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Chapter: Medical Microbiology: An Introduction to Infectious Diseases: Host-Parasite Relationships

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What is a Pathogen?

In medicine, we define a pathogen as any microorganism capable of causing disease.


In medicine, we define a pathogen as any microorganism capable of causing disease. The emphasis is on disease, not the microorganism. However, from the microbial standpoint, being pathogenic is a strategy for survival and simply one more remarkable example of the extraordinary diversity of the microbial world. Humans, including physicians, proba-bly spend too little time reflecting on the fact that we are home to a myriad of other living creatures. From mouth to anus, from head to toe, every millimeter of our cells that is exposed to the outside world has a rich biological diversity. From the mites that inhabit the eyebrows of many of us to the seething cauldron of over 600 species of bacteria that inhabit our large bowel, we are a veritable garden of microorganisms. Most of these mi-croorganisms are not only innocuous but play a useful, if unseen, role. Not only do they provide us with protection against the few harmful microorganisms that we encounter each day, but they also give us some vitamins and nutrients and help digest our food. We have harbored them so long in our evolution that they are even a necessary part of the de-velopmental pathways required for the maturation of our intestinal mucosa and our innate local immune system.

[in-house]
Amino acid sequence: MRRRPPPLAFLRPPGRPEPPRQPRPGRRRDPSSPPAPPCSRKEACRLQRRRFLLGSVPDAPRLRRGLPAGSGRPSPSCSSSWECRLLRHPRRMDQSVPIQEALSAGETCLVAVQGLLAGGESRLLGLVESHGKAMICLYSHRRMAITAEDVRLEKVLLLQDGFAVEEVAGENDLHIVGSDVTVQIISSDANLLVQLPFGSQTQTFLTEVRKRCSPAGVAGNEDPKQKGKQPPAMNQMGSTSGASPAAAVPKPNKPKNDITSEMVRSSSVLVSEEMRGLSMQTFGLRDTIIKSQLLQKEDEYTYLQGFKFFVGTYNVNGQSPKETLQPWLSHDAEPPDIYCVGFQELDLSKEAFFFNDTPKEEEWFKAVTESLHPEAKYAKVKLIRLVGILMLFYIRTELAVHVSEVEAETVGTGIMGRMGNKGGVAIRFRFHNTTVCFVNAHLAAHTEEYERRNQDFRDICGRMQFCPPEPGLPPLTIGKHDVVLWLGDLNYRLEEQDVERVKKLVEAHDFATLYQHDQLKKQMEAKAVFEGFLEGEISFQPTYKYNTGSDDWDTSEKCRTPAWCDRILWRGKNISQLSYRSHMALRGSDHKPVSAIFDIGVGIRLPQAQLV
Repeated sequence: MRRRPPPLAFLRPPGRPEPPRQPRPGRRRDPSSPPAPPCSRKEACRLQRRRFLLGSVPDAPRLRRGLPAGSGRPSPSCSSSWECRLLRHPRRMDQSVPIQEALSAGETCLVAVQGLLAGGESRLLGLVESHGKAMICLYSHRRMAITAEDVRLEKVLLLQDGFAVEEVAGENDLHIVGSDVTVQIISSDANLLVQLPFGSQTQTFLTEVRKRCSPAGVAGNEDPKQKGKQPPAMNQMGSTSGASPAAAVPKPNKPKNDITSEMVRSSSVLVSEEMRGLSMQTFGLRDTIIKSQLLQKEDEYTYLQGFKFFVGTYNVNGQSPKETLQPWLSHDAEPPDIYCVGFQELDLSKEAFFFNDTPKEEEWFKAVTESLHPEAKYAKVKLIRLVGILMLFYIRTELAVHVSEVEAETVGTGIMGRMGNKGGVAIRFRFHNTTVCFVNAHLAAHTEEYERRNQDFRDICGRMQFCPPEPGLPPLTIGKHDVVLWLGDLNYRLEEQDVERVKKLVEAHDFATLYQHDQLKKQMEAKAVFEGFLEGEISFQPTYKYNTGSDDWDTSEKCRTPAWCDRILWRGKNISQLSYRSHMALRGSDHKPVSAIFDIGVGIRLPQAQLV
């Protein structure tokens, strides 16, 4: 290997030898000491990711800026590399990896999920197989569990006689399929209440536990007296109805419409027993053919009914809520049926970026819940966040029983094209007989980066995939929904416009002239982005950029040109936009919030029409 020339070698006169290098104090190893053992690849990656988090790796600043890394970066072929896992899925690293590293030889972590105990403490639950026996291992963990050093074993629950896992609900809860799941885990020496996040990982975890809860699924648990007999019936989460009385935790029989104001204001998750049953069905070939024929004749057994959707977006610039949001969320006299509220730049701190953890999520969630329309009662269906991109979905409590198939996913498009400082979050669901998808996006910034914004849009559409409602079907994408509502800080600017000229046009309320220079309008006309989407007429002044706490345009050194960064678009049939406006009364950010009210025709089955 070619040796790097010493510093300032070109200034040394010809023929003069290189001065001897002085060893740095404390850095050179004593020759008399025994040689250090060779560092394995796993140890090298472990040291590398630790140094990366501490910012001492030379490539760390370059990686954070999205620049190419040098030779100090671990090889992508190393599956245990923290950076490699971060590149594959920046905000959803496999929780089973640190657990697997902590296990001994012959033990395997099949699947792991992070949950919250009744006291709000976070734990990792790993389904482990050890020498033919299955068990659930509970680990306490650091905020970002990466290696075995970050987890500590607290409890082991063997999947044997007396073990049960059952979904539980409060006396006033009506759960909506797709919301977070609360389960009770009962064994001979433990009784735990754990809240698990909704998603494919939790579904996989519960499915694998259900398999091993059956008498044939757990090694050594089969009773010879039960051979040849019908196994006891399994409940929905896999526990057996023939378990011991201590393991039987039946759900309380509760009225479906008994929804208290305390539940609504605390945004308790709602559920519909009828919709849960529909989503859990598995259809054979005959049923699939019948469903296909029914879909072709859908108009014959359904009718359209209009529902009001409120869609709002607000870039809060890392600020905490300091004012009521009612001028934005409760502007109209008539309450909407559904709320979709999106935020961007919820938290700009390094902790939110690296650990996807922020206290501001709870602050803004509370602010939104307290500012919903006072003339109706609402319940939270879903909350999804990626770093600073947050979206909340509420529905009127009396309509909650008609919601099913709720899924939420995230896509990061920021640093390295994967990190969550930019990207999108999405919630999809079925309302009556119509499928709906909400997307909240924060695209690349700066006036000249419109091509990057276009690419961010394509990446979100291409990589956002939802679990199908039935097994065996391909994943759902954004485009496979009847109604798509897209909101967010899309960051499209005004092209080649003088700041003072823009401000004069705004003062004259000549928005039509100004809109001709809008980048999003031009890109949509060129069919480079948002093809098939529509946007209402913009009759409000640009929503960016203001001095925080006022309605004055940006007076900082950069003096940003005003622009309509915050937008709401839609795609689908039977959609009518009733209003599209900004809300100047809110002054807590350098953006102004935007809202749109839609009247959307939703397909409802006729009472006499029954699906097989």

Most human microbes are commensal; that is, they eat from the same table that we do. These microbes are constant companions and often depend on humans for their exis-tence. Although humans do not appear to be absolutely dependent on microbes for life (at least the cultivatable ones we know), we exist more comfortably with microbes than with-out them. We also encounter transient microbes, which are just passing through or on us, so to speak. Some commensal transient species may be opportunistic pathogens. These  organisms can cause disease only if one or more of the usual defense mechanisms hu-mans have evolved to restrict microorganisms from their usually sterile internal organs and tissue are breached by accident, by intent (eg, surgery), or by an underlying meta-bolic or an infectious disorder (eg, AIDS). Nevertheless, a small group of microorganisms often causes infection and overt disease in seemingly normal individuals. These are the primary pathogens such as the common cold virus, the mumps virus, the typhoid bacil-lus, gonococcus, the tubercle bacillus, and the treponema of syphilis. Each organism is adapted exclusively to humans; other pathogens such as Salmonella typhimurium, a com-mon cause of human food poisoning, can cause disease both in humans and other ani-mals, birds, and even reptiles.